Here are some corrections and amplifications—addressed primarily to students—for the book Complex Analysis by Theodore W. Gamelin. This list (last modified on ) supplements the author’s errata list.

- Page xvii
- The word “varifold” in the second line of the Introduction does not exist in the mainstream English language. The author probably means either “manifold” or “variform” (both of which convey the meaning of “having various forms”). Nonetheless, mathematical English does recognize the word “varifold,” but as a noun rather than an adjective. In the subject known as geometric measure theory, a varifold is a sort of generalized surface.
- Page 8
- In the third displayed equation, an exponent is missing on one of the terms. On the right-hand side of the equation, the term \(-3\cos\theta \sin\theta\) should be \(-3\cos\theta\sin^2\theta\).
- Page 13
- In the first line of Exercise 1, the words “spherical projection” mean “stereographic projection.” The same comment applies to Exercise 5 on page 14.
- Page 20
- At line 4, for \(\sin x\) read \(\sin y\).
- Page 21
- In the first displayed formula in Section 6, the definition of the logarithm function apparently is circular, since \(\log\) is defined in terms of itself. The author is using an unstated convention that when the symbol \(\log\) is followed by a positive real number, the meaning is the real natural logarithm function. Thus \(\log\left|z \right|\) means \(\ln\left|z\right|\).
- Page 38
- The expression \(\nabla h\) appearing in the statement of the theorem means the gradient vector, that is, the vector of real partial derivatives of \(h\).
- Page 45
- At line 2, the parentheses are unmatched. The expression should be \((f(w)-f(w_0))/(w-w_0)\).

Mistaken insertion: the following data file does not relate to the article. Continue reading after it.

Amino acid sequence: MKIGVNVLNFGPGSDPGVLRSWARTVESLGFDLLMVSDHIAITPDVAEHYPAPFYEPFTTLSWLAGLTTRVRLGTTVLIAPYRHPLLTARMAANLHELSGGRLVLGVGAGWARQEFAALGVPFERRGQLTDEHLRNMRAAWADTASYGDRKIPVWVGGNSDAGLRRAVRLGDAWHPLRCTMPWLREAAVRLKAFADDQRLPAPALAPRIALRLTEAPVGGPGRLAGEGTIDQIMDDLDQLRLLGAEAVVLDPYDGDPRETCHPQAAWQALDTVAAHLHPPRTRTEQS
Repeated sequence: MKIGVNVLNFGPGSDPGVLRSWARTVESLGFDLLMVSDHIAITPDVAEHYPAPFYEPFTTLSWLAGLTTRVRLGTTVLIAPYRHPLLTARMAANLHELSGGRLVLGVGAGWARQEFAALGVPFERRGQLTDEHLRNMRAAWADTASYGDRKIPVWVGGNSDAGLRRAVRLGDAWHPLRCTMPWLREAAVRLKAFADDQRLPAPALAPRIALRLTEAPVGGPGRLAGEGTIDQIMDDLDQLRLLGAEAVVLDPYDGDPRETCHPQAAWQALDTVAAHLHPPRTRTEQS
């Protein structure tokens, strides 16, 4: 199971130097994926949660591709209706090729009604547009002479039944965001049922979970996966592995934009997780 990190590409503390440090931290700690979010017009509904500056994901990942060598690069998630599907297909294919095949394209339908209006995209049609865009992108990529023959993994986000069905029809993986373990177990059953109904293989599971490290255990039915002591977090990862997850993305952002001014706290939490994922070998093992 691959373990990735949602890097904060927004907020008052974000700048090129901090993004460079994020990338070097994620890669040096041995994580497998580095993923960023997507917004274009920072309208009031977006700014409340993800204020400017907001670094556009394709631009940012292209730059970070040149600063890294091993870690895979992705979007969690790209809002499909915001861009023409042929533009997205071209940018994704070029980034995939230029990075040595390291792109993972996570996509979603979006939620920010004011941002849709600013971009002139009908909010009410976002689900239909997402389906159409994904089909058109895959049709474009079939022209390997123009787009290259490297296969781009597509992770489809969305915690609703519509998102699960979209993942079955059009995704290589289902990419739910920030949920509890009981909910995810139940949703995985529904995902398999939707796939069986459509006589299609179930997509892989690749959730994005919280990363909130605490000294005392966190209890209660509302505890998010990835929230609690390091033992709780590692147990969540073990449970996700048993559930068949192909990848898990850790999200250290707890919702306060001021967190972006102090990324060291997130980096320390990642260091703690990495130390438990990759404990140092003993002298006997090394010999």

- Page 46
- In the first line of Section 3, the second instance of the symbol \(D\) is in the wrong font.
- Page 57
- In the second line of Exercise 3a, for “all partial derivative” read “all partial derivatives.”
- Page 58
- In the statement of the theorem, the undefined word “smooth” means “having as many derivatives as is necessary for whatever is being asserted to be true” (as the author explains later, on page 71). You should be aware that many authors assume a “smooth curve” to have the additional property that the derivative \(\gamma'(t)\) is everywhere different from \(0\), which means that the curve has a well-defined tangent vector at each point.
- The theorem has a hypothesis that the function is “analytic at a point.” Since analytic functions live on open sets, this expression is to be understood as an abbreviation for “analytic in a neighborhood of the point,” that is, analytic on some disk centered at the point. Actually, the proof uses only that the function has a derivative at the single point \(z_0\).
- Page 59
- The author defines a conformal mapping to be an angle-preserving mapping that is additionally one-to-one. You should be aware that some authors omit the assumption that the mapping is one-to-one.
- Page 63
- You should be aware that “fractional linear transformations” are widely known as “linear fractional transformations.” The latter terminology is illogical but standard.
- In the first example, the dilation \(z\mapsto az\) might be called a “complex dilation.” If \(a=\rho e^{i\theta}\), then multiplication by \(a\) corresponds to a real dilation by factor \(\rho\) composed with a rotation by angle \(\theta\).
- Three lines from the bottom of the page, there are unmatched parentheses. The expression should be \( (az+b)/(cz+d)\).
- Page 75